Show-n-Tell Ceramics, A New Bowl

I have more Ceramics to post. This bowl was my attempt at making a larger, handmade bowl with a carved design that encircles the piece. Despite sealing all of the seams, a small crack appeared after glazing. My teacher suggested re-glazing and re-firing. The crack remained though it doesn’t go through to the bottom.

I consider this bowl a metaphor for me. I keep trying to seal the seams of doubt, “re-glazing and re-firing,” but the crack remains. Maybe this bowl is a metaphor for all of us, flawed but interesting and oh-so-pretty.

Hon, just like my manuscripts, some ceramics pieces were practice, some were thrown away, and some will be polished and glazed another time. But, I’m happy with these small vases and bowls. I especially like the carving on the vases and the throwing lines on one of the bowls.

Wishing me and you places to go in our minds, practice and work where creativity keeps us in the moment and allows anxiety and self-doubt to disappear into the background.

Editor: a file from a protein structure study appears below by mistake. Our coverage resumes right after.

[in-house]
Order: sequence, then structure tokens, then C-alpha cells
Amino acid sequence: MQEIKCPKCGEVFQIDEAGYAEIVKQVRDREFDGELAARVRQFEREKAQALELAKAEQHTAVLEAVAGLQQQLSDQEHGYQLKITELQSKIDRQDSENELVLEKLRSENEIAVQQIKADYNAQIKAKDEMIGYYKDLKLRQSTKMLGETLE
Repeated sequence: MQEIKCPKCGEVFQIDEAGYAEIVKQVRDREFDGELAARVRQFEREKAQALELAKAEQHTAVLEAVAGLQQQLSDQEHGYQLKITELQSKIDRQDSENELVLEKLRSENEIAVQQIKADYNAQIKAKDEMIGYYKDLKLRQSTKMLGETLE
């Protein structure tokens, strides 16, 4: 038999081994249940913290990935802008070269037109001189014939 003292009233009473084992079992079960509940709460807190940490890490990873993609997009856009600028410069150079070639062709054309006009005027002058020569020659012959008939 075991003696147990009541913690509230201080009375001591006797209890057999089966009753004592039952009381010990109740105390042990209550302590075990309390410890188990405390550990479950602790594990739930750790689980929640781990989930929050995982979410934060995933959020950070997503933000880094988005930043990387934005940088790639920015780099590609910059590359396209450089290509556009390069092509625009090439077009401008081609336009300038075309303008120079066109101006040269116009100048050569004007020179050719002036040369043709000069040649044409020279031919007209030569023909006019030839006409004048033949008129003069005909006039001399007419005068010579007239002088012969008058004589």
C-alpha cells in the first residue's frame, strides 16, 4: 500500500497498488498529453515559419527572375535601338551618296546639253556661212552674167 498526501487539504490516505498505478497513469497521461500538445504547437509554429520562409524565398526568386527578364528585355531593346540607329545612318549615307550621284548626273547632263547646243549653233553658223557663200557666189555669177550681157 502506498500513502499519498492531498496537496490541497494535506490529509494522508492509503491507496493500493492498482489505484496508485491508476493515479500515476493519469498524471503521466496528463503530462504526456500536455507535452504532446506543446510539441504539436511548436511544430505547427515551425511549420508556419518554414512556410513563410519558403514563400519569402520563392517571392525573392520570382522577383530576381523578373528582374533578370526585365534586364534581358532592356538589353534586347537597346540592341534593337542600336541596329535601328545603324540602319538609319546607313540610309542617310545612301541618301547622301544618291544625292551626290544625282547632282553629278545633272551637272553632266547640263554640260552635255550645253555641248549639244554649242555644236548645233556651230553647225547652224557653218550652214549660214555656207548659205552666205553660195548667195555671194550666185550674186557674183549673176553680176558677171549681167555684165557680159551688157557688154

Cool Craft for Kids & Teens, Shrinky Dinks Animal Key Chains

Animal Lovers Kids and Teen Craft

Here’s another take on Shrinky Dinks crafts. Supplies and steps for these horse key chains are the same as the fashion key chains. I taught After School Enrichment classes for several years, and often had repeat students so, though projects may have used similar mediums and supplies, I varied content. Some kids traced patterns from scrapbooking paper while others made up their own designs. They used jump rings to attach pieces and Wikki Stix to create manes. Horses are just the start; templates for any animal can be created.

Shrinky Dinks Animal Key Chains

Supplies:

Steps:

  1. Draw an animal and parts on a piece of paper and add small circles where the pieces will join. Add a small circle to the place where the key ring will later be attached. (On the horse, the key ring hangs from the middle of the back.) Trace outline of body and body parts on Shrinky Dinks sheets. All tracing and coloring should be on “rough” side of SD sheets.
  2. Using colored pencils, color patterns and designs and add animal’s facial features.
  3. Punch holes where small circles are drawn. Be careful to leave space between holes and edges so edges don’t split.
  4. Cut out animal parts.
  5. Follow Shrinky Dinks instructions to bake cut-outs.
  6. After baking, gently flatten pieces that curl up.
  7. Join pieces using jump rings.